The World Most Powerful Learning Machine

The World Most Powerful Learning Machine

A BABY’S brain has been called “the most powerful learning machine” and for good reason. An infant enters the world primed to absorb all the sights, sounds, and sensations that surround him.

Above all, the infant is intrigued by other humans—their faces, their voices, their touch. The book Babyhood, by Penelope Leach, states: “Many studies have been made of the sights which interest an infant most, the sounds which attract and hold his attention, the sensations he most clearly seeks to repeat. All of these are most frequently and readily available in the form of an adult care-taking human being.” No wonder parents play such a vital role in the child’s development!

“I Spoke as an Infant”

Parents and pediatricians alike are astounded by a newborn’s ability to learn a language by merely listening to it. Researchers have found that within days, an infant is accustomed to his mother’s voice and prefers it over that of a stranger; within weeks, he can tell the difference between the speech sounds of his parents’ native tongue and those of other languages; and within months, he can sense the junctures between words and thus tell the difference between normal speech and unintelligible sounds.

How does an infant speak? Usually with an outpouring of incoherent babbling. Just noise? Hardly! In her book What’s Going On in There?—How the Brain and Mind Develop in the First Five Years of Life, Dr. Lise Eliot reminds us that the act of speaking is “an intricate motor task, requiring the rapid coordination of dozens of muscles controlling the lips, tongue, palate, and larynx.” She adds: “While babbling may seem to be just an enchanting way for babies to get attention, it also serves as a very important rehearsal for the complex gymnastics of speaking.”

Parents respond to their infant’s babbling with animated speech of their own, and this too serves a purpose. Exaggerated speech stimulates the infant to respond. This back-and-forth exchange teaches the infant the rudiments of conversation—a skill he will use for the rest of his life.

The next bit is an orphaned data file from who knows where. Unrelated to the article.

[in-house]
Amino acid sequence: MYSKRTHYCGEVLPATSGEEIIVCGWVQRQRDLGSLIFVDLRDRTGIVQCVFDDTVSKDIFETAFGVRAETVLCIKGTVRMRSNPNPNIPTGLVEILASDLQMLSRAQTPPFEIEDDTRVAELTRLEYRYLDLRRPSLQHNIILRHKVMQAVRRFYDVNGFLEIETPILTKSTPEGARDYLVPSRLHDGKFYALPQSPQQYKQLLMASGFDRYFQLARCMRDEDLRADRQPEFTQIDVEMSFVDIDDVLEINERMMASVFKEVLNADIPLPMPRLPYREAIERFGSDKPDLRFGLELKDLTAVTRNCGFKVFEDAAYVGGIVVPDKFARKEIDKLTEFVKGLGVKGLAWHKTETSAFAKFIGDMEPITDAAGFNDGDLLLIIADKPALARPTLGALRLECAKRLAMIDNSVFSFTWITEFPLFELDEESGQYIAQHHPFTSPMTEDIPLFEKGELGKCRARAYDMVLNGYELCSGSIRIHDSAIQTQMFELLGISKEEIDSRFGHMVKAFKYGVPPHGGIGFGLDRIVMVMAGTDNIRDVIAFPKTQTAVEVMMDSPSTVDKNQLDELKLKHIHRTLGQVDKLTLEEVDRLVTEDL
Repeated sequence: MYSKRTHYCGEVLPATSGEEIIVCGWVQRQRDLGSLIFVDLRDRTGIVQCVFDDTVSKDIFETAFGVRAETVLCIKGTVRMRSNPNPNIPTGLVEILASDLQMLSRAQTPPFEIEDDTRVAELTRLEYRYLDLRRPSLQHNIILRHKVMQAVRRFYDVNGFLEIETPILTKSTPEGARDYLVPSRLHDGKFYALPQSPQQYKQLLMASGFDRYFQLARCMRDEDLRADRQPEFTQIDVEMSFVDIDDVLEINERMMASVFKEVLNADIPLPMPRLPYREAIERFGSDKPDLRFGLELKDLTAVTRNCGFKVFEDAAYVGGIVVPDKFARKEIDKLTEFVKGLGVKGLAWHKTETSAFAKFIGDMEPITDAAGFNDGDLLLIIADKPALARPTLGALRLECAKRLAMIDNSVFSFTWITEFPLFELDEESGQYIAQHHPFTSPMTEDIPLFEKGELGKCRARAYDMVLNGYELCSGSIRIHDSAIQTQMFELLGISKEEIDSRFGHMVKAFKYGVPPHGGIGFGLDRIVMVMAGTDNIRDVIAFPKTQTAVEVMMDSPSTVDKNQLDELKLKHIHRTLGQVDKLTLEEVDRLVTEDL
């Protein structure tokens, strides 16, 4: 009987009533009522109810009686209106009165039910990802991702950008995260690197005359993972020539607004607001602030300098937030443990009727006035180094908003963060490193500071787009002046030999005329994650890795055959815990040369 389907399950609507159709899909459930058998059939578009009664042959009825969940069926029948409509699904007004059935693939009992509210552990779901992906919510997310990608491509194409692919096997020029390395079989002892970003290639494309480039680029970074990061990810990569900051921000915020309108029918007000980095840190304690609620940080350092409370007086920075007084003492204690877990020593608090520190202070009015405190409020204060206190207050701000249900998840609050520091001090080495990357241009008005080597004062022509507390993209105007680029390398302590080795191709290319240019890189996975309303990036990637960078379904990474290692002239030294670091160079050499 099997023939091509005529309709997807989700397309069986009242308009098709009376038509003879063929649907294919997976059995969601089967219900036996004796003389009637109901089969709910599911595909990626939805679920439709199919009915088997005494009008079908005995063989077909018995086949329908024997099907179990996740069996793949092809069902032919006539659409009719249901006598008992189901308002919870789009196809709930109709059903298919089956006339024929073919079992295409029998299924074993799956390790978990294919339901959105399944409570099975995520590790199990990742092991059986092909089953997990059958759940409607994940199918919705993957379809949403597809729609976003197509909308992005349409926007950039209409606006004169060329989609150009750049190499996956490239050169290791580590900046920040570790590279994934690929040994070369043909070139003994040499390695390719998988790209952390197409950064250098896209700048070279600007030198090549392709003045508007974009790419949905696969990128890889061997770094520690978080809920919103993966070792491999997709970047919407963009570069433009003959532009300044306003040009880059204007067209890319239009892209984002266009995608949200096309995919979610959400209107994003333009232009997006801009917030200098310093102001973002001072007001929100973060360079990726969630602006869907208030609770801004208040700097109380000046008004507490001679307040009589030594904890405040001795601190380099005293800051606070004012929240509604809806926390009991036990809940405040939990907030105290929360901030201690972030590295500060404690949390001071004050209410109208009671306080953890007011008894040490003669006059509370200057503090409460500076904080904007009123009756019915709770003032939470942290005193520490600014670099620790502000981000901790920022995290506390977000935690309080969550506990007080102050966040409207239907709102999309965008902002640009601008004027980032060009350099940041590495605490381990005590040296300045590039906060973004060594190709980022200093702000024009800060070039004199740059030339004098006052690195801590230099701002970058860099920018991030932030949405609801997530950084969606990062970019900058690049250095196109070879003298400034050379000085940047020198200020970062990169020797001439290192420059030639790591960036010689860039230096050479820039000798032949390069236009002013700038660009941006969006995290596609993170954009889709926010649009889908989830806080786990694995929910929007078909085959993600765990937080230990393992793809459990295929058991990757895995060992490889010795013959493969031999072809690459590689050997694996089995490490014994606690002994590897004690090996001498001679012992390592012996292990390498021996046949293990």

Shifting Roles

Parents of infants are kept quite busy responding to their newborn’s everyday needs. Baby cries, and someone is there to feed him. Baby cries, and someone is there to change him. Baby cries, and someone is there to hold him. Such pampering is appropriate and necessary.

In view of the above, it is only natural if a baby believes that he is at the center of the universe and that adults—in particular, parents—exist solely to do his bidding. That view is flawed but completely understandable. Remember, for more than a year, that has been the baby’s reality. In his view, he is the monarch of an empire populated by big people who were put here to serve him. Family counselor John Rosemond writes: “It takes just short of two years to create this fantastic impression; it takes at least sixteen more years to correct it! And that, paradoxically, is a parent’s job: cause his/her child to believe in this fantasy, then burst—albeit gently—the child’s bubble.”

At about age two, the bubble does indeed burst as a parent shifts roles from caretaker to instructor. Now the baby becomes aware that his parents are not following his lead; instead, he is being expected to follow theirs. The baby’s monarchy has been overthrown, and he may not take well to the new regime.

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